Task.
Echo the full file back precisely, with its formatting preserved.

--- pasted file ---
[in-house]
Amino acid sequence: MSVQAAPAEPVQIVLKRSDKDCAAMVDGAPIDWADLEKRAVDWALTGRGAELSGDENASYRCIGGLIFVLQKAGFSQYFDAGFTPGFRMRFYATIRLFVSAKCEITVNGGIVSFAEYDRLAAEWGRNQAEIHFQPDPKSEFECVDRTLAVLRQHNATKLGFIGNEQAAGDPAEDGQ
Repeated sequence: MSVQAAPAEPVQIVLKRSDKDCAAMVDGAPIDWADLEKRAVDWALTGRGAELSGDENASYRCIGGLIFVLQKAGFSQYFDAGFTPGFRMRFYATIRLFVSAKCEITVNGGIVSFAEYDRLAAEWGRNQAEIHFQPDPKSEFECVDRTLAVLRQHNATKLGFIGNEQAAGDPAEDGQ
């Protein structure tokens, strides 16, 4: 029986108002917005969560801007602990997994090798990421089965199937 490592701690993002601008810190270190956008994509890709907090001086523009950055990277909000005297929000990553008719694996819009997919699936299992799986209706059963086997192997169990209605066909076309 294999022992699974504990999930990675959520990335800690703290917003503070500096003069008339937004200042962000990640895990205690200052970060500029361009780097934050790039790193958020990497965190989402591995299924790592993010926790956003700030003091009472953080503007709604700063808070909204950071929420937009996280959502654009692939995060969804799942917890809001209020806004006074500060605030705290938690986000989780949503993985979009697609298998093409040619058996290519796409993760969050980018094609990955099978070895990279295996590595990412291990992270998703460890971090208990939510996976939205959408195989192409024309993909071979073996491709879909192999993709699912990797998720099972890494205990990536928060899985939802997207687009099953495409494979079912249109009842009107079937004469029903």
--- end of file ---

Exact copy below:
[in-house]
Amino acid sequence: MSVQAAPAEPVQIVLKRSDKDCAAMVDGAPIDWADLEKRAVDWALTGRGAELSGDENASYRCIGGLIFVLQKAGFSQYFDAGFTPGFRMRFYATIRLFVSAKCEITVNGGIVSFAEYDRLAAEWGRNQAEIHFQPDPKSEFECVDRTLAVLRQHNATKLGFIGNEQAAGDPAEDGQ
Repeated sequence: MSVQAAPAEPVQIVLKRSDKDCAAMVDGAPIDWADLEKRAVDWALTGRGAELSGDENASYRCIGGLIFVLQKAGFSQYFDAGFTPGFRMRFYATIRLFVSAKCEITVNGGIVSFAEYDRLAAEWGRNQAEIHFQPDPKSEFECVDRTLAVLRQHNATKLGFIGNEQAAGDPAEDGQ
């Protein structure tokens, strides 16, 4: 029986108002917005969560801007602990997994090798990421089965199937 490592701690993002601008810190270190956008994509890709907090001086523009950055990277909000005297929000990553008719694996819009997919699936299992799986209706059963086997192997169990209605066909076309 294999022992699974504990999930990675959520990335800690703290917003503070500096003069008339937004200042962000990640895990205690200052970060500029361009780097934050790039790193958020990497965190989402591995299924790592993010926790956003700030003091009472953080503007709604700063808070909204950071929420937009996280959502654009692939995060969804799942917890809001209020806004006074500060605030705290938690986000989780949503993985979009697609298998093409040619058996290519796409993760969050980018094609990955099978070895990279295996590595990412291990992270998703460890971090208990939510996976939205959408195989192409024309993909071979073996491709879909192999993709699912990797998720099972890494205990990536928060899985939802997207687009099953495409494979079912249109009842009107079937004469029903």